Elizabeth went home at ten o’clock and hugged her mom and dad, not without a few tears, and went straight to bed because she had a long, exhausting night. Jessica met Jake’s mom and dad, who decided Jake was growing up and needed some time to enjoy his last couple of years of high school. They vowed to work on their own schedules so Jake would not have to always be saddled with his little sister. Jake said he did not mind, but that made his mom just say, “See?”
Mary, the witch, cast a little spell so when the kids woke up in the morning they would remember having a wonderful time, but the details would be fuzzy. This was a good thing, because Mike the nerd spent most of the night talking to Jack-o-lantern, wondering if it was made in Japan, and wondering how it worked. He said the programming almost made it sound like it knew what it was talking about, and he marveled at how they got the words and the mouth to work together so well.
Blockhead spent the night trying to explain football to Big Tooth, who understood the game, but enjoyed stringing the kid along. Serena, on the other hand, marveled at the goblin costumes, which is what she thought they were.
“Second best costumes I’ve seen in my life.”
“Second best?” Marrow was offended until Serena explained. The Italian dance troop with the naturally hairy legs dressing up as fauns was shear genius, and Marrow agreed.
Thomas “Tommy” Kincaid Junior spent the night trying to impress Sage with his money, his car and his presence, that is, whenever he caught Sage in her big form. That was most of the time because Cinnamon insisted the girls not take their fairy form in front of people. Cinnamon took it upon herself to make glamours to disguise as many of the spirits, people and creatures as she could. They did not really object because they knew they were not supposed to be parading about on Earth in the open like they were. Sage rewarded Tommy at the end of the night with a little kiss on the lips. The poor fellow took a long time to get over that.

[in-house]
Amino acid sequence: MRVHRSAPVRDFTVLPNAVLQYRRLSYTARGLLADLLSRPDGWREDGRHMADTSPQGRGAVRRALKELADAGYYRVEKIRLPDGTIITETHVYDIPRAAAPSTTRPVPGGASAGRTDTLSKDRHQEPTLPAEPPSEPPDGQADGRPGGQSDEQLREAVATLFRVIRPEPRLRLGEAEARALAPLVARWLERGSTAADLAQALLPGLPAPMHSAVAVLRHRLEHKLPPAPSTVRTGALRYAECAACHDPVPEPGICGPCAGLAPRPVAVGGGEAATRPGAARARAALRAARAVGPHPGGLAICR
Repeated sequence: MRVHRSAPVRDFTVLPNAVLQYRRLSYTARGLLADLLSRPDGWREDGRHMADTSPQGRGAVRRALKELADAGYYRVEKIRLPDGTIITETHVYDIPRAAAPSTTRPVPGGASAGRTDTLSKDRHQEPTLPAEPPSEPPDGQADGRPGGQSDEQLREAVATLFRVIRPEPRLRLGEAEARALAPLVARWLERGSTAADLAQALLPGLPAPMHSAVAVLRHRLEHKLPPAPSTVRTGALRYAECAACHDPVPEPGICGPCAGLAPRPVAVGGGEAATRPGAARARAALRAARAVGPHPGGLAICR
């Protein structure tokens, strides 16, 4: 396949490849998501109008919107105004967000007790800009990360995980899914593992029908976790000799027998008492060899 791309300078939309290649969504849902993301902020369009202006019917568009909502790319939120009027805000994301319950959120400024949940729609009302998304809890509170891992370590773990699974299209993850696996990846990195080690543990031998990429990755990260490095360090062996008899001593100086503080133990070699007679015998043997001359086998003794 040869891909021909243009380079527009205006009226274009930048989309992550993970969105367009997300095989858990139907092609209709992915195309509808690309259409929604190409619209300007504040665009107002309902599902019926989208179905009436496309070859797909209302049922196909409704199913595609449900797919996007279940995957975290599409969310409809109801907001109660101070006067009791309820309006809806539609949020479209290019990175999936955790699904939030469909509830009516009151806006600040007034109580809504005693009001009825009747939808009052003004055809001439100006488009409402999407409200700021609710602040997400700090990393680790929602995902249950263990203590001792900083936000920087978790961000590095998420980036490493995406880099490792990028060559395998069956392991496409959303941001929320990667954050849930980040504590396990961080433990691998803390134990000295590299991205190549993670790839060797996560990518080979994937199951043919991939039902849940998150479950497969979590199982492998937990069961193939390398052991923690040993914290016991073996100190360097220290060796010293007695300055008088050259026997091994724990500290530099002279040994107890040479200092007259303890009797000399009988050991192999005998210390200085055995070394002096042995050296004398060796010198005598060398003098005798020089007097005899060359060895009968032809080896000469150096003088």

In all, it was a good night and people did not seriously begin to leave until just before sunrise. Cinnamon had to make the portal because Mary Procter and Greely Putterwig were fast asleep in their chairs on the porch, and snoring. Jake walked Jessica home.
“What are you thinking?” Jessica asked when she turned into his arms for a good night kiss.
“I’m a guy. What do you think I am thinking?”
“Oh.” Jessica thought or a moment before she said, “OH. Let’s not go there yet.”
Jake shrugged. “I was wondering how the Pirates and Indians are making out.”
Jessica smiled. “See you in school.” She ran to her front door.
In fact, the Pirates and Indians were tied in the top of the third, nothing to nothing. They had been playing one night per year for almost a hundred years and only reached the top of the third inning. But the Pirates had a man on first, and John the Butcher Roberts was at bat.
The bat boy found a skeleton head on the ground. He jammed it into a complete skeleton and pointed. “Look, a double header,” which proves conclusively that a sense of humor is not improved by death.
The Indian pitcher palmed the skeleton head they were using for a ball. He sent in a literal screaming fastball. The Butcher backed away, and Pusshead, the home plate umpire called it a ball.
“What?” The Indian catcher protested. “It went right over the edge of the plate. You must be blind.”
“Not blind,” the skeleton head ball said. “He’s an ogre, you know, a moron.”
The pirate on first could not help himself. While they argued, he tried to steal second He slid head first, but his body stopped about ten feet shy of the grave they were using for second base. His hands, however, finished the journey, and as the Indian shortstop went to tag the runner, the hands squirted under the tag. The pirate got up grinning and ambled up to catch up with his hands. The occupant of the second base grave stuck his head out of the dirt.
”Safe,” he said.
The Indian shortstop got so angry, he took out his tomahawk and split the skull of the second base umpire. This, of course, resulted in a bench clearing brawl in the infield which, again, is why after a hundred years the teams had yet to make it past the third inning.